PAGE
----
Compelling portraits of the daily lives of Russian immigrants illuminate the latest book by Professor of Russian, English, and Jewish Studies Maxim D. Shrayer, A Russian Immigrant: Three Novellas.
In A Russian Immigrant, Shrayer’s Boston-based protagonist Simon Reznikov is prevented from putting down roots in his new country; he has unresolved feelings about his Jewish and American present, and his Russian and Soviet past.
“Immigrants bring with them both material baggage and the baggage of memory,” said Shrayer, who will formally launch the book at an Oct. 30 campus event. “In a sense, A Russian Immigrant is about a gradual acquisition of American-ness and an expenditure—always partial and often painful—of Russian and Soviet memories.”
Told both linearly and non-linearly, with elements of suspense, mystery, and crime, the three interconnected novellas gradually reveal many layers of the characters’ Russian, Jewish, and Soviet identities, as Reznikov moves from adolescence to early adulthood. A visit to a decaying summer resort in the Catskills, now populated by Jewish ghosts of Soviet history—including a famous émigré writer—reveals to Reznikov that he, too, is a prisoner of his past. A scholarly expedition to Prague in search of clues for an elusive Jewish writer’s biography exposes Reznikov’s own inability to move on. A chance reunion with a former Russian lover, now also an immigrant living in an affluent part of Connecticut, unearths memories of Reznikov’s last Soviet summer and reanimates many contradictors of a mixed, Jewish-Russian marriage.
Though a work of fiction, A Russian Immigrant is highly personal, inspired by the plight of Shrayer’s Jewish-Russian family and their American assimilation and acculturation. Like his protagonist, Shrayer was born in Moscow; he spent nearly nine years as a refusenik with his parents. They left the USSR and immigrated to the U.S. in 1987, when he was a young man.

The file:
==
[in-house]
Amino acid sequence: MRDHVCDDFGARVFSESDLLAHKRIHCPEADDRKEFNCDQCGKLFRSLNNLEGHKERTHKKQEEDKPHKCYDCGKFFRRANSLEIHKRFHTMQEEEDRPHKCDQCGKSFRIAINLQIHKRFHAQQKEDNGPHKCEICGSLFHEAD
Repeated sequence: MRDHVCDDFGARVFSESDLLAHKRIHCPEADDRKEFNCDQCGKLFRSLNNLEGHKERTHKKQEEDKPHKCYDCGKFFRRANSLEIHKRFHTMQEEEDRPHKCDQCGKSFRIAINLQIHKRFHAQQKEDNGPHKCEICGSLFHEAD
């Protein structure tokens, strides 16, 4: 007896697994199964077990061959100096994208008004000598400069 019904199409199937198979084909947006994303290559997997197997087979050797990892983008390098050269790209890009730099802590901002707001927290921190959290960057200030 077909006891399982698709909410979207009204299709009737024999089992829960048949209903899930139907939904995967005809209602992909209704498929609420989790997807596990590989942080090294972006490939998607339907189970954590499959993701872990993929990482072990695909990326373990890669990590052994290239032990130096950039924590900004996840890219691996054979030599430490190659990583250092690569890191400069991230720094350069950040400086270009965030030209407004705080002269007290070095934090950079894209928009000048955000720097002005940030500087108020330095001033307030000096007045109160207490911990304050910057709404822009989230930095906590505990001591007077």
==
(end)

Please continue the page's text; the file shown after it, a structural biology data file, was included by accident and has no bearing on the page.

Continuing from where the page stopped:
“While I have written and published a number of short stories, many of which deal with the destinies of refugees and émigrés from Russia and the former USSR, the bulk of my literary publications have been in the form of creative and autobiographical non-fiction,” said Shrayer, author of the internationally acclaimed memoir Waiting for America: A Story of Emigration.
This new work of fiction holds special significance for him, he noted: “It is central to my life as a Russian immigrant of 32 years, and, I hope, to the lives of my fellow immigrants from Russia and the former USSR.”
Not only a Jewish-Russian-American immigrant story, A Russian Immigrant is also a New England story, Shrayer explained. Large sections are set in Rhode Island, Connecticut, and the Boston area, and sections of the book were composed in Boston, both in Brookline where he has lived for 24 years—and where the cover photo, in his neighborhood park, was taken—and in South Chatham on Cape Cod, where he writes during the summer months.
A Russian Immigrant, he added, “bridges my shorter fictional explorations and my dilogy about growing up Jewish and emigrating from the Soviet Union.”
The Oct. 30 launch for A Russian Immigrant, which will be held from 7-9 p.m. in Devlin 101, will include a reading and discussion, followed by a book signing and reception. The event is sponsored by the departments of English and Slavic and Eastern Languages, and the Jewish Studies Program.
Rosanne Pellegrini | University Communications | October 2019